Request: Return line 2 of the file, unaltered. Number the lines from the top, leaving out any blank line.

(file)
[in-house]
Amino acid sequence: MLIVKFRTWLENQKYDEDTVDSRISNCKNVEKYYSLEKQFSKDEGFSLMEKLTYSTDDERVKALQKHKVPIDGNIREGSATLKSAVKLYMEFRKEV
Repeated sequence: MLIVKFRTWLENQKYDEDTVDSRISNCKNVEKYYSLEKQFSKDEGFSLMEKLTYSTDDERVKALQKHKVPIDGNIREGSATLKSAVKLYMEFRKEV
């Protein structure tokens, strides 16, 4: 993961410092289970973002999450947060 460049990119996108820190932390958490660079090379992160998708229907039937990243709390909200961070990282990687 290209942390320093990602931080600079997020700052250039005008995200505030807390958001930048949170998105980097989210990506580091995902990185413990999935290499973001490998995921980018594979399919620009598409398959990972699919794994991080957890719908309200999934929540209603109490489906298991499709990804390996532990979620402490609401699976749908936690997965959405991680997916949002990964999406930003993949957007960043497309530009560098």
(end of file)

Amino acid sequence: MLIVKFRTWLENQKYDEDTVDSRISNCKNVEKYYSLEKQFSKDEGFSLMEKLTYSTDDERVKALQKHKVPIDGNIREGSATLKSAVKLYMEFRKEV